Meta-Analysis Finds Graded Exercise Helps Fatigue A Bit But Not Physical Functioning


Founder of Health Rising and Phoenix Rising
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The meta-analysis suggested that GET helped in small to moderate ways with fatigue, physical functioning and psychological distress but provided no help with increasing physical activity. That suggested that ME/CFS patients were a bit fitter and felt a bit better but weren't actually engaging in more physical acitivity...i.e. the core problems in the disorder were not addressed.

Clin Psychol Rev. 2015 Jun 4;40:123-137. doi: 10.1016/j.cpr.2015.05.009. [Epub ahead of print] Differential effects of behavioral interventions with a graded physical activity component in patients suffering from Chronic Fatigue (Syndrome): An updated systematic review and meta-analysis.
Marques MM1, De Gucht V2, Gouveia MJ3, Leal I3, Maes S2.Author information

An updated systematic review and meta-analysis was conducted to (1) evaluate the effects of behavioral and psychological interventions containing a graded physical activity component upon fatigue severity, physical functioning, physical activity and psychological distress, and to (2) examine potential moderator effects of trial characteristics (type of control, setting, provider, length of treatment, psychological component, flexibility in physical activity, and minimal face to face patient-provider contact). Pertinent content of selected studies was extracted and rated on a scale of methodological quality.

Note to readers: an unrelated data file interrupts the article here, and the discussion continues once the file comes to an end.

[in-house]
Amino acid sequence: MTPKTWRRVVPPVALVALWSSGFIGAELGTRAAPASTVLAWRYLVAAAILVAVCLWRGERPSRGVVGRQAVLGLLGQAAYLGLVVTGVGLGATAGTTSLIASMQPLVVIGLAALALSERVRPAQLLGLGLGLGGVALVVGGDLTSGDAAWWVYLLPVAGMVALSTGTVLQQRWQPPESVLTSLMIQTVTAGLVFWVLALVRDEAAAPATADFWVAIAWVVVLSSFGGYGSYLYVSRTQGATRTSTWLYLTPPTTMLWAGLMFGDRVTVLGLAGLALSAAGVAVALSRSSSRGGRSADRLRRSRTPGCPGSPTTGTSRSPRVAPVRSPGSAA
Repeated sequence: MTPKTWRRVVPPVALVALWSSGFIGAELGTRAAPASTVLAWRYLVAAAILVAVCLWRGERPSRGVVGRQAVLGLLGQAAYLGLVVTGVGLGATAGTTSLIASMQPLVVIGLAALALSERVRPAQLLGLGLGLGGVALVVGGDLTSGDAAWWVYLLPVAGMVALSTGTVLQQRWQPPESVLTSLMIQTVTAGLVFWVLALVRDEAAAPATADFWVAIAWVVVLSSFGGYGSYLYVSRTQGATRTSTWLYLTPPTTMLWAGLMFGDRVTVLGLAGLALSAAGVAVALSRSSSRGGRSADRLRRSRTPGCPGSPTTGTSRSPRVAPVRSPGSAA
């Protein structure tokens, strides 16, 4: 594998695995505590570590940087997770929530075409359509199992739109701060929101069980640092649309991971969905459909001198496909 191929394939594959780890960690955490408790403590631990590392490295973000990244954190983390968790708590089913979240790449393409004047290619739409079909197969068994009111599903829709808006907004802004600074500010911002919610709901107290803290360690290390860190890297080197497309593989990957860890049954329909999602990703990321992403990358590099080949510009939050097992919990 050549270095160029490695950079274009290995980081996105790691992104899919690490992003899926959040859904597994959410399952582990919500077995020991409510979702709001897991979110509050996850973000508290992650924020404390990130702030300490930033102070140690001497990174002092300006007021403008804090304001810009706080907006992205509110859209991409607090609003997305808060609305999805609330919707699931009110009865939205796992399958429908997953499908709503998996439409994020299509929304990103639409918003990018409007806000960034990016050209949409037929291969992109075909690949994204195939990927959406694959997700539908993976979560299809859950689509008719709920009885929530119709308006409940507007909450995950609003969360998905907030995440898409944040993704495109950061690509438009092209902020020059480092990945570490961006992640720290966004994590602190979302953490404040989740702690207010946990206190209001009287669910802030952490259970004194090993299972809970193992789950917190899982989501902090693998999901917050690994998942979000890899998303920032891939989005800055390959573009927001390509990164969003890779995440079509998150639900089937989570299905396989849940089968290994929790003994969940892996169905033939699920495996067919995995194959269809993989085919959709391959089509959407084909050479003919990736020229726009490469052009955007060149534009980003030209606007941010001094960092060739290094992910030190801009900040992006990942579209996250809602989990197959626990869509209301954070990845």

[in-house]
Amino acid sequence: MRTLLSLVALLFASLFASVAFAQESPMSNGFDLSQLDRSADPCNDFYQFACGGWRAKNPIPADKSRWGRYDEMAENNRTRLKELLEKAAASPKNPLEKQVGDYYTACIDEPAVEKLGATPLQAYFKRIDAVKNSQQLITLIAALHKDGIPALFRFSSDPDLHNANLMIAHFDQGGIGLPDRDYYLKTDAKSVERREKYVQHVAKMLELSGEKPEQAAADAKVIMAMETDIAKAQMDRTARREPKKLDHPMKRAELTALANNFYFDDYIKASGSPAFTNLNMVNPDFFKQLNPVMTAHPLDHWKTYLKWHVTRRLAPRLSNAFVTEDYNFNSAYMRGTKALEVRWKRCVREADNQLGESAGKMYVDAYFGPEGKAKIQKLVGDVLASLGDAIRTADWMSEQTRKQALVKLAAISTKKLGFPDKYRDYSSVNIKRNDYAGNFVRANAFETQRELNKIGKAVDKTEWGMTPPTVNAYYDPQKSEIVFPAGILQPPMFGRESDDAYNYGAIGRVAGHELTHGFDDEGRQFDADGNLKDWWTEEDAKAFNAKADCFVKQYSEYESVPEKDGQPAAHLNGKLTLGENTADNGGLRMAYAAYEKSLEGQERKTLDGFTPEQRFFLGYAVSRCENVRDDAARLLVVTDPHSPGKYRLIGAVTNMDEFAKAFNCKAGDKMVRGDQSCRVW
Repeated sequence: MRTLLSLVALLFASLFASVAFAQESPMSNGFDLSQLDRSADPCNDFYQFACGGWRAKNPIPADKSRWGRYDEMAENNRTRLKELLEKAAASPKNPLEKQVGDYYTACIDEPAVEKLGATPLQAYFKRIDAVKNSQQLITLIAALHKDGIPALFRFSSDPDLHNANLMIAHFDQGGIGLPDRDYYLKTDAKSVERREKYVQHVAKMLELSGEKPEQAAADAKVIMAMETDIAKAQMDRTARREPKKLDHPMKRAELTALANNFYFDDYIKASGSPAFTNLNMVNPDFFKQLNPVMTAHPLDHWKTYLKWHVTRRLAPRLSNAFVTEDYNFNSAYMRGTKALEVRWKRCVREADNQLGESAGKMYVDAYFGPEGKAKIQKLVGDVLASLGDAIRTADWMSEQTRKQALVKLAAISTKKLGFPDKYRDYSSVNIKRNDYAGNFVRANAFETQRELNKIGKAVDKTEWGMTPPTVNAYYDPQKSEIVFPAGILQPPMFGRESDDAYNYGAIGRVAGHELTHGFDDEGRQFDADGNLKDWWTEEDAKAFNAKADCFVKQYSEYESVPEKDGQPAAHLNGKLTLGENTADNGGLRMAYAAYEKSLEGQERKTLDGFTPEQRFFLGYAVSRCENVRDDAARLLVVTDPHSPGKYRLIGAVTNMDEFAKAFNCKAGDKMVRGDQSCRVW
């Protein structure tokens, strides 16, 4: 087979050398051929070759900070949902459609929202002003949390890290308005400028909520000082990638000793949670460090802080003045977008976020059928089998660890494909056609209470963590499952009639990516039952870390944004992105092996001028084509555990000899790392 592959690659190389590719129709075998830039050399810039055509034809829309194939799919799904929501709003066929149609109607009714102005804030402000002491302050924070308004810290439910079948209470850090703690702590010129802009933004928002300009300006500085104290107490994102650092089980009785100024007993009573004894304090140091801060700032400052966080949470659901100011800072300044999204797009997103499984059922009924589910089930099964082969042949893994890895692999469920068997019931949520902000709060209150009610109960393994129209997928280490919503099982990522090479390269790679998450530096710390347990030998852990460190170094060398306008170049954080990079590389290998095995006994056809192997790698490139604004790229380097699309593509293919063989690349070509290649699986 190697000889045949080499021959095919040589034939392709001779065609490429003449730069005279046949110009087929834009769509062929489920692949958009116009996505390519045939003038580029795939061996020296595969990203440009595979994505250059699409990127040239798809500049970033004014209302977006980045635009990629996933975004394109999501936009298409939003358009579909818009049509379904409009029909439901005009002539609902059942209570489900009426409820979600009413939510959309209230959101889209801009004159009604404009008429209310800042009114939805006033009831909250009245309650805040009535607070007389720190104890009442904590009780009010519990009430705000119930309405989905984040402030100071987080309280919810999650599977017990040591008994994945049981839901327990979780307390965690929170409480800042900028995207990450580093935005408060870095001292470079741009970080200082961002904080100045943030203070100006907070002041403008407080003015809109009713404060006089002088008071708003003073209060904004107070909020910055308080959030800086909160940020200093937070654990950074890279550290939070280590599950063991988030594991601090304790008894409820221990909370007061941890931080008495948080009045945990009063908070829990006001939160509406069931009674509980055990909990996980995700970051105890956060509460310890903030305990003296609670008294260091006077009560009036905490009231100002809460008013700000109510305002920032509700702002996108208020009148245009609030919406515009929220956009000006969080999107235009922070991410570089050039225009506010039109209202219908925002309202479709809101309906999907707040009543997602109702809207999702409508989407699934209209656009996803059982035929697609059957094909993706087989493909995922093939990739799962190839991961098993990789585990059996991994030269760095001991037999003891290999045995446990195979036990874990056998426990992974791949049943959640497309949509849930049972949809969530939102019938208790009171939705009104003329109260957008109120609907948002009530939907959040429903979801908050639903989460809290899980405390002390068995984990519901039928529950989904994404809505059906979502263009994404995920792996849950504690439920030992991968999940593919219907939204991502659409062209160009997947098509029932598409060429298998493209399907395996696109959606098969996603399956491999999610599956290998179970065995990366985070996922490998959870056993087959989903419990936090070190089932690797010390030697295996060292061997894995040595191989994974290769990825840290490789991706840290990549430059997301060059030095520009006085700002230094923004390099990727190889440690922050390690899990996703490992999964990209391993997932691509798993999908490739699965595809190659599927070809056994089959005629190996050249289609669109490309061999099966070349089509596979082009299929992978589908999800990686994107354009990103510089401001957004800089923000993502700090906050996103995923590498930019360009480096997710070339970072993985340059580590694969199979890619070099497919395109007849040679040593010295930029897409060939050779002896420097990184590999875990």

Sixteen randomized controlled trials (N=2004) were included in the meta-analyses. Significant small to medium effect sizes (Hedge's g=0.25 to g=0.66) were found for all outcomes at post-treatment (M=5.2months) and follow-up (M=11.7months), with the exception of physical activity at post-treatment (g=0.11).

The largest effects were found for fatigue severity (g=0.61 to g=0.66). Subgroup analyses revealed that minimal contact interventions had additional beneficial effects upon fatigue (g=0.96) and depression (g=0.85). Interventions provided by psychologists-psychotherapists and interventions conducted in secondary-tertiary settings also resulted in more beneficial effects on fatigue.

We found some indication of publication bias. The small number of studies and variability between them are limitations of this study. Future research should explore additional moderating effects in order to improve the effectiveness of interventions.

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